Punta Lobos End of the Road
The jeep struggled through a rough patch of particularly sandy road. My fingers gripped around the wheel in panic while I wondered if I had made a mistake. Turning off a deserted road in the middle of the Baja Desert Coastline I was determined to show Tu some beaches off the beaten path.
This cowboy thinks he’s some kind of Chingon standing on his jeep in the middle of the desert. He is not. He is Gallo. A Chicken.
I glanced down at the 4-wheel drive gears realizing that I had no idea how to operate them and now we might be in trouble. We were at least 3 miles from the nearest town and if I got stuck it was going to be a long and miserable walk to find help.
I asked her if she thought we should turn around and she smiled at me and said, “You can do it”. Re-determined to make it happen I put the old jeep in neutral and decided to try my luck at getting us through the sandy dune of a what Mexican’s in these parts called a road. Somehow I got the 4 wheel drive into gear and all 4 wheels began to strain (slowly at first) over the fine sand. The engine sounded horrible but somehow pulled us through.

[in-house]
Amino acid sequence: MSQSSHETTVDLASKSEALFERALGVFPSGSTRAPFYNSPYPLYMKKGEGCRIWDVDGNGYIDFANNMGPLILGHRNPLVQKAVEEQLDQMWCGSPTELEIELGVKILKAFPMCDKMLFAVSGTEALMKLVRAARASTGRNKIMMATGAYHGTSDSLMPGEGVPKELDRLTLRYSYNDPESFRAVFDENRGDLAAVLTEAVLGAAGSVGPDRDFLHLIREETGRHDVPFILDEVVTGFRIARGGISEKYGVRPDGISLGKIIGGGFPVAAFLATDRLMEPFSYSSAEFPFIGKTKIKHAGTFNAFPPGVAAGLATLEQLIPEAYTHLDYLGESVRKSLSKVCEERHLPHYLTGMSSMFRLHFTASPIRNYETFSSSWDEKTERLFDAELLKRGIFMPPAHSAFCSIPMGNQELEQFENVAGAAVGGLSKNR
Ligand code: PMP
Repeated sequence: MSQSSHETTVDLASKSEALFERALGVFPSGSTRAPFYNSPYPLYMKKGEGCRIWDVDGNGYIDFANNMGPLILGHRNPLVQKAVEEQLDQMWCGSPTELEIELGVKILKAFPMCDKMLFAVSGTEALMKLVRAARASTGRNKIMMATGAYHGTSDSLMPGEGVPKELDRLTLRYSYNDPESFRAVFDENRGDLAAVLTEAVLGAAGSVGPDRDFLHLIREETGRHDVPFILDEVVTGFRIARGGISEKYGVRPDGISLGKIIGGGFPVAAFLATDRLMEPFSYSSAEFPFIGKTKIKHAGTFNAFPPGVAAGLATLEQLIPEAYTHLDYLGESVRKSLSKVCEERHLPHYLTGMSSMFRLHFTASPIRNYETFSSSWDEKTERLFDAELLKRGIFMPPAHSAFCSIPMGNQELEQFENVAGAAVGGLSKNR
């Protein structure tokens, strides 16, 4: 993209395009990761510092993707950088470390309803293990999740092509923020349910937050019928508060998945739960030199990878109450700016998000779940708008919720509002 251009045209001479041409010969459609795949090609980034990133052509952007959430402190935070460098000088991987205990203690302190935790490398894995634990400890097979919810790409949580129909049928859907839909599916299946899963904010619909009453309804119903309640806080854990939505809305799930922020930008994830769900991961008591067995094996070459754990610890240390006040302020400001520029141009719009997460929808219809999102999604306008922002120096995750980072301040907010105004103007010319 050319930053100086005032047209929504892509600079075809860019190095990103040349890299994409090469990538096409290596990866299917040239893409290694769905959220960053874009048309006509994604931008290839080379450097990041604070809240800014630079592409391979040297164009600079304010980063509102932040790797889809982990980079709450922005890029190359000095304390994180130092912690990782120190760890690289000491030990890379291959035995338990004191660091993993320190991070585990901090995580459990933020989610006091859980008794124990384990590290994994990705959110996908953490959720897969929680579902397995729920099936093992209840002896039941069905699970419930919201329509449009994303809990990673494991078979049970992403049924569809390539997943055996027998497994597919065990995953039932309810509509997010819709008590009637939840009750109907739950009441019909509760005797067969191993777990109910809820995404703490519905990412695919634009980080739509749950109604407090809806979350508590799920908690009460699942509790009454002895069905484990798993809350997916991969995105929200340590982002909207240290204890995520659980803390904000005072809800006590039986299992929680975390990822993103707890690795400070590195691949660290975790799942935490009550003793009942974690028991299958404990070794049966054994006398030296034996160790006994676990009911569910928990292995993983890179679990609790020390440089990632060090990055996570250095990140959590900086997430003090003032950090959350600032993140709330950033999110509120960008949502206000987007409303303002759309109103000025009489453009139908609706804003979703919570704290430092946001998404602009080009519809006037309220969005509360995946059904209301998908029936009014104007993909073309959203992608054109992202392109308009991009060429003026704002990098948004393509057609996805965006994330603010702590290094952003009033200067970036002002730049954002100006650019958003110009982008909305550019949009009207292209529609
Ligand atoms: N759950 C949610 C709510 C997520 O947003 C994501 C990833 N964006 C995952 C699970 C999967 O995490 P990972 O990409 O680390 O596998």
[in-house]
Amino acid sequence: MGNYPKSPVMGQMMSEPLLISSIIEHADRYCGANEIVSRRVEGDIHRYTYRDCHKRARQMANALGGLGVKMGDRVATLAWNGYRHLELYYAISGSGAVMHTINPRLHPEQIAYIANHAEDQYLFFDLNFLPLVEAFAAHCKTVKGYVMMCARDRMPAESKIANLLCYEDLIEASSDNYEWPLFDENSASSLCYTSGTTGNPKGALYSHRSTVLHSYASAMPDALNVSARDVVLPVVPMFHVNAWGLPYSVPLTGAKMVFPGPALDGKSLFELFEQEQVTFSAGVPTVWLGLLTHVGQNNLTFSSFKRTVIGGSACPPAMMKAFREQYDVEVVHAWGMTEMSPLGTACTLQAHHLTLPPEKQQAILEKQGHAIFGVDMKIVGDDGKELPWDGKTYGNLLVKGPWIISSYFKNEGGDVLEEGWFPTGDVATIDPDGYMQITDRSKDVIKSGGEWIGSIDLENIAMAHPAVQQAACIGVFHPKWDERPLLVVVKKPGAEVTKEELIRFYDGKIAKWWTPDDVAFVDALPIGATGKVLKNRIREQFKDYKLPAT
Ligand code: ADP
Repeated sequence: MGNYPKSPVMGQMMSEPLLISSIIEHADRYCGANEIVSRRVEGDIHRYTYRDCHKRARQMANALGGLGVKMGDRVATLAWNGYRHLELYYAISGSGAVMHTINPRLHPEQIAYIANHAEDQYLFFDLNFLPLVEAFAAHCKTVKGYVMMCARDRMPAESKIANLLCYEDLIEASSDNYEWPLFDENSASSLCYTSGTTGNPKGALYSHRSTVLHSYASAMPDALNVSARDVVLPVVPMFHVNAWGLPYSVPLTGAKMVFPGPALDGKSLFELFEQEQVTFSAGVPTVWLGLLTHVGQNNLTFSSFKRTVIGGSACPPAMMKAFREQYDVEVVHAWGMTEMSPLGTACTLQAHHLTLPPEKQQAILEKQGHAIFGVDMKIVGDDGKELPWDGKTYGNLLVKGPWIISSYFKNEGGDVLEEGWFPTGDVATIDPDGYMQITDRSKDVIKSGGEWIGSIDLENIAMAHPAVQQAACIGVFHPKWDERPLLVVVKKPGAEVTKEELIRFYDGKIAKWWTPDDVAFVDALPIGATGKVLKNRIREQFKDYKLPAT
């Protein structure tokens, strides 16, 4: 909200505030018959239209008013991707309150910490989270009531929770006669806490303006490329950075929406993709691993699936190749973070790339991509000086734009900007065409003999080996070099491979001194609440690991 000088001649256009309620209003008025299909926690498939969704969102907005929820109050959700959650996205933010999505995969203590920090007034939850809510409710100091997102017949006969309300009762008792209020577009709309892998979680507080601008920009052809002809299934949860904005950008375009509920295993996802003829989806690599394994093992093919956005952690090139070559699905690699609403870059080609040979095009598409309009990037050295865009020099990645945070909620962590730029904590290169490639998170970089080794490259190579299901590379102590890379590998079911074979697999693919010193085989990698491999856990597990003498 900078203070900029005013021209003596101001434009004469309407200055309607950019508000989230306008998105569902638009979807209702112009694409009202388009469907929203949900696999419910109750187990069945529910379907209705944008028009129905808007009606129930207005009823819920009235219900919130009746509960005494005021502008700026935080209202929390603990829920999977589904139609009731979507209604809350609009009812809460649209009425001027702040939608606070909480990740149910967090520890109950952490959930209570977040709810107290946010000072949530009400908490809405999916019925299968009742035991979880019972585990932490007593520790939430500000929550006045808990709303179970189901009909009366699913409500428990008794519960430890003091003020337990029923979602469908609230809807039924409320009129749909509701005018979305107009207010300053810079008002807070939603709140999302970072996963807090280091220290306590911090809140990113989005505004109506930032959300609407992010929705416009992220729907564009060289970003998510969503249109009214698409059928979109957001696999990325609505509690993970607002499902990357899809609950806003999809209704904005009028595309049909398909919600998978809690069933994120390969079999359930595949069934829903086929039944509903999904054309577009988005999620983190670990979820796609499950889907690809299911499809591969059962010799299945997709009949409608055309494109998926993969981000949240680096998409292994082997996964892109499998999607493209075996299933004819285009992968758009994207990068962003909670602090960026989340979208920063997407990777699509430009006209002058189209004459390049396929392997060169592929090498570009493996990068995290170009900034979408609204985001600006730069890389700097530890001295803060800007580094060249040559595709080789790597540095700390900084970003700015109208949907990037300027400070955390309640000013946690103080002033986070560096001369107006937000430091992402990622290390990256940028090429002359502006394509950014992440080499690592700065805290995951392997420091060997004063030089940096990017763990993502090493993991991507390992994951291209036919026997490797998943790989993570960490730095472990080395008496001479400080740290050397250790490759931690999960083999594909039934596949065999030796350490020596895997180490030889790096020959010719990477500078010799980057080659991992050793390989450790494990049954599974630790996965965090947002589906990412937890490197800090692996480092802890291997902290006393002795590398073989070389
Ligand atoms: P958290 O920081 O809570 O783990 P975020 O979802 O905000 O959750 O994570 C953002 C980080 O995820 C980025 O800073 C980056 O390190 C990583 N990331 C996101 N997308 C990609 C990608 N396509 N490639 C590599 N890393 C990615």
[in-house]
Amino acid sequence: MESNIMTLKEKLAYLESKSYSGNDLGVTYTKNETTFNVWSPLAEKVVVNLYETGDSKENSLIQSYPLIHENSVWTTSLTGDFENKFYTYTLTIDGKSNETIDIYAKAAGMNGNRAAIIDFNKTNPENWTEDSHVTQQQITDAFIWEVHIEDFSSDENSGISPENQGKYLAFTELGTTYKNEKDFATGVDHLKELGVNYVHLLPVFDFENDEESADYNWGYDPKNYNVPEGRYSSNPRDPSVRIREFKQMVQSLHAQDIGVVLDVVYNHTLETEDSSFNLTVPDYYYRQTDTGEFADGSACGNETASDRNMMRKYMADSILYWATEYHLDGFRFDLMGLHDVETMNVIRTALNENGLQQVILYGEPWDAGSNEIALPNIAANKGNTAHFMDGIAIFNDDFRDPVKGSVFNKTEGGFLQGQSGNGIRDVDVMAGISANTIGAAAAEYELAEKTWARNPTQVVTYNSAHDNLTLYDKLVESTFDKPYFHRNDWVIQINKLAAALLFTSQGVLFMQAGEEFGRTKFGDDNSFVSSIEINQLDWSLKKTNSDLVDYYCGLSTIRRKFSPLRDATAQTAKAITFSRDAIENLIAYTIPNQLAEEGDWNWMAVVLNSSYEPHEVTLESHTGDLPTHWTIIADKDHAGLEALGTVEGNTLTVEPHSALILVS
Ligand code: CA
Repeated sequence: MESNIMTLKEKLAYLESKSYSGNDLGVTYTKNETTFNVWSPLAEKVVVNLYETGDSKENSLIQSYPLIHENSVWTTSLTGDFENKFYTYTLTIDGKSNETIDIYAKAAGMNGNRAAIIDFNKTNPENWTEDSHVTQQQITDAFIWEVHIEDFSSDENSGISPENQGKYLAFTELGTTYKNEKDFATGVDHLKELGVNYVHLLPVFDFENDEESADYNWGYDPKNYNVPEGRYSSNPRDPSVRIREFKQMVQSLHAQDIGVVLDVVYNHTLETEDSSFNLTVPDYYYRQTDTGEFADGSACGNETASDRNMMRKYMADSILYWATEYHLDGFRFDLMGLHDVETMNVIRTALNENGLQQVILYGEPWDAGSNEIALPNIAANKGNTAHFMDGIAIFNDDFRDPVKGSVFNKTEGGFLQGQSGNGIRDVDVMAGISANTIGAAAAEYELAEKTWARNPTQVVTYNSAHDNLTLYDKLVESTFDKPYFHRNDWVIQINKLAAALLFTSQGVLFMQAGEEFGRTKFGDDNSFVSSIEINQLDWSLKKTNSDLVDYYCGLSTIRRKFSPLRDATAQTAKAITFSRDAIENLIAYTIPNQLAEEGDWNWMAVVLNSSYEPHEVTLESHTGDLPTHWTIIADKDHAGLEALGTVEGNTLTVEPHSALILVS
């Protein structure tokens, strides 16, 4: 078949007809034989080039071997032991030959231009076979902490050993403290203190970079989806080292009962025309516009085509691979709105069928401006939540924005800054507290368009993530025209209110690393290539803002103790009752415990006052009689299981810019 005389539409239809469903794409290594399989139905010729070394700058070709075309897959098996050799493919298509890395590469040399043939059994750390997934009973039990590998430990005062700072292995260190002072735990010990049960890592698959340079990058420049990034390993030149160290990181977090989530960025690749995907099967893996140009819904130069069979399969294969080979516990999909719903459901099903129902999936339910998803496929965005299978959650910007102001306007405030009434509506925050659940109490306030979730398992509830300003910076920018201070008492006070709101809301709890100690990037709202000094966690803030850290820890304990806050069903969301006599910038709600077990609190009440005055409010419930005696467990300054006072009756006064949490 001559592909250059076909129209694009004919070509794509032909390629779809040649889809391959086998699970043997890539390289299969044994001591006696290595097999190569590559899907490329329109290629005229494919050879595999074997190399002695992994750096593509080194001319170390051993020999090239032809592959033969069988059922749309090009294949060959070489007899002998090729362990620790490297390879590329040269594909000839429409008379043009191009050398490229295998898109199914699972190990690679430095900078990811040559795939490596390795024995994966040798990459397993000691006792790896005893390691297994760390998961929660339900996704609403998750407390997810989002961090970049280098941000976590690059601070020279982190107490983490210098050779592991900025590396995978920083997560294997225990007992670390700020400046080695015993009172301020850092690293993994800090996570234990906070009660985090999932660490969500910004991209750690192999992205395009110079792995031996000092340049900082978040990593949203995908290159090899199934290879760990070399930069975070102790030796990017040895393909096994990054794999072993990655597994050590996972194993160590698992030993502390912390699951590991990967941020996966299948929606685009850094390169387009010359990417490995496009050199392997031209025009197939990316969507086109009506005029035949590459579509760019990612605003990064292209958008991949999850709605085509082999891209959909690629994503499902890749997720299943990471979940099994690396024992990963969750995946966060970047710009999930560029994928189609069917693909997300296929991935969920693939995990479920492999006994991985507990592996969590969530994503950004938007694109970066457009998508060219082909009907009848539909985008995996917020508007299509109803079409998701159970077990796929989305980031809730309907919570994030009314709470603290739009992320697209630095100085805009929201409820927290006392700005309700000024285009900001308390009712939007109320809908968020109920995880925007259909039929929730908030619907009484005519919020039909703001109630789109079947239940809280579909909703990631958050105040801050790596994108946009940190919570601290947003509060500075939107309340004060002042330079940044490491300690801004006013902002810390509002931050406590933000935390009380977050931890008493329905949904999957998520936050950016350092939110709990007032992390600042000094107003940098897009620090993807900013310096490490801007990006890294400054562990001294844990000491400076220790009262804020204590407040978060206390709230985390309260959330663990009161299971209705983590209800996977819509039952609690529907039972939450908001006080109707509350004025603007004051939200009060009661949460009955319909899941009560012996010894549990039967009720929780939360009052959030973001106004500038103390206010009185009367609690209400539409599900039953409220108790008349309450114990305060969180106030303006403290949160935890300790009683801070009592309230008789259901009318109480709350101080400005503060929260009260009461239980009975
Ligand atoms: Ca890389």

15 minutes later we were on Punta Lobos – a small but spectacular stretch of beach only inhabited by rusty fisherman, abandoned boats and vans and birds. This was Mexico. This was where we wanted to be and we were there. Sure we had a bit of a panic but we were on a beach where few tourist ever laid eyes on. This was the type of thing that would make the trip memorable.
Apparently, this would be us – Living in our Jeep had I not explored the use of 4 -Wheel Drive on the Jeep.
The Punta Lobos Panga. Old Men on the Sea do their extraordinary work in these small boats.
The waves were pounding the shore. We were too timid to set a foot in them for fear of being washed away.
How much did these birds care that we were there? No mucho.